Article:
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Dear friends. During our pilgrimage to the holy land in October, we visited the Church of the Nativity at Bethlehem. Once inside the Church, we queued for two hours to venerate the spot where Jesus was born which is located in the crypt beneath the main altar (see photo below). When we arrived at the spot, we discovered that the main way of venerating was to get down on ones knees in prayerful respect to the Christ- child who was born there all those years ago. As I knelt down on the hard marble, I thought of the three Kings who did the very same at the very same spot as we hear in the Gospel this weekend: ‘and falling to their knees they did him homage’.

Falling to our knees is another way of describing how we worship. We all fall on our knees before something or someone. Even the person who insists they have no faith worships at some altar. It could be power, pleasure, glory, fame, money, sport or a variety of other things. The point is that all of us have something or someone who is our highest good and that which we bow down in adoration and submission. Something or someone who comes first.

The story of the visit of the Magi or three Kings to Bethlehem is remarkable. Here were have three powerful men before whom many fell on their knees in obedience and submission. But before a newly born infant, they were the ones who were bowing down to him in obedience and homage. As three people who received homage, by their actions they submitted all their authority to ‘the infant King of the Jews’ and did him homage.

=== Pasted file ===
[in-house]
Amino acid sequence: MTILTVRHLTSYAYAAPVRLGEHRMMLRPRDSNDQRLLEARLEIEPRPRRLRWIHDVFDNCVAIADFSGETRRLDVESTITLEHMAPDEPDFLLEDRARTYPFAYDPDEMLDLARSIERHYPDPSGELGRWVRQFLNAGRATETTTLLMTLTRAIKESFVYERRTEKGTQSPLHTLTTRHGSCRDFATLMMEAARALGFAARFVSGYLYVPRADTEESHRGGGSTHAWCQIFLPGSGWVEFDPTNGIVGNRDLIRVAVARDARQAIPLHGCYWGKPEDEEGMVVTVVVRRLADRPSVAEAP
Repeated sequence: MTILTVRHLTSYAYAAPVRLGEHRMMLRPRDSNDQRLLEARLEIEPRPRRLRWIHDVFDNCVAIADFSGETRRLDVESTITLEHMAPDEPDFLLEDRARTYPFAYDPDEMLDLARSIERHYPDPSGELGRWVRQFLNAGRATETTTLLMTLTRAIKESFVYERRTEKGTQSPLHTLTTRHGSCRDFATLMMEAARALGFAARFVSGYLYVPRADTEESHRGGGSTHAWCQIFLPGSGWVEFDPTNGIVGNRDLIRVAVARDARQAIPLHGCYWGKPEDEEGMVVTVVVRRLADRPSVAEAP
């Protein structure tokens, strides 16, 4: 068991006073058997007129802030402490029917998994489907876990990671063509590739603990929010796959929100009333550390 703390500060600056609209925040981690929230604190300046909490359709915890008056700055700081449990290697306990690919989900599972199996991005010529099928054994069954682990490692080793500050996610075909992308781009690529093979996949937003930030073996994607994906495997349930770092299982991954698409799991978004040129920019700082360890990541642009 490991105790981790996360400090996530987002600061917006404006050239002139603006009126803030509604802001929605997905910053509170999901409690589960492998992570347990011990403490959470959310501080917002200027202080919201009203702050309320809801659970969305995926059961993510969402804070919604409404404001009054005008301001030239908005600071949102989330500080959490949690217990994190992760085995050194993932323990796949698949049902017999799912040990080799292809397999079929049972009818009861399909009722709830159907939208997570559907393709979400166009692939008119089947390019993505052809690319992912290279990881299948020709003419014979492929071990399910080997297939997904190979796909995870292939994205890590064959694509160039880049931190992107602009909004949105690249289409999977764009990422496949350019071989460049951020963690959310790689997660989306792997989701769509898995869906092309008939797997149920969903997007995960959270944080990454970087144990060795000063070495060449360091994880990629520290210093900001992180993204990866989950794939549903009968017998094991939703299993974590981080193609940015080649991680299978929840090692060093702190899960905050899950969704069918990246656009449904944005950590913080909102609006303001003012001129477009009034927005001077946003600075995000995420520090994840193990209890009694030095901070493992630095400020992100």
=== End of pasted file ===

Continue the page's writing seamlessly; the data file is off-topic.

This feast of the Epiphany is an invitation to join the three Kings on our knees in adoration and worship. But first let’s be clear. Only someone who is adorable is worthy of our adoration. Only someone who is divine is worthy of our worship. Only someone who engages our love is worthy to receive our love in return. And when we look into the crib and gaze at the Christ-child, we ask ourselves those questions. Is Christ who humbled himself to become human so that we could become like God, worthy of adoration and worship? Does the humility of God that we see in his Son born in a stable and lying in a manger engage our love in a way that makes us want to be humble and loving like him? I believe that the answer to these questions is ‘YES’. Like the three Kings and with them we fall on our knees before the infant King not because we have to but because we want to and because we find ourselves before the mystery of God’s love for us made visible and human in the most wonderful way possible.

The next time you enter a Church, take a look at the kneeler attached to the back of every pew. A kneeler invites us to kneel and Church is the only place that invites us to do that. Kneeling is good because it reminds us that we are in the presence of God who humbled himself to share in our humanity so that we might share in the glory of his divinity. Kneeling invites us as creatures to worship our creator.

Let us put God at the centre of our lives in 2019 and put aside the worship of idols and false gods. We become like what we worship. Falling on our knees before the God of humility, innocence, simplicity, goodness, truth, beauty and love will transform us to become more like him. Surely this is the greatest desire we can have this year.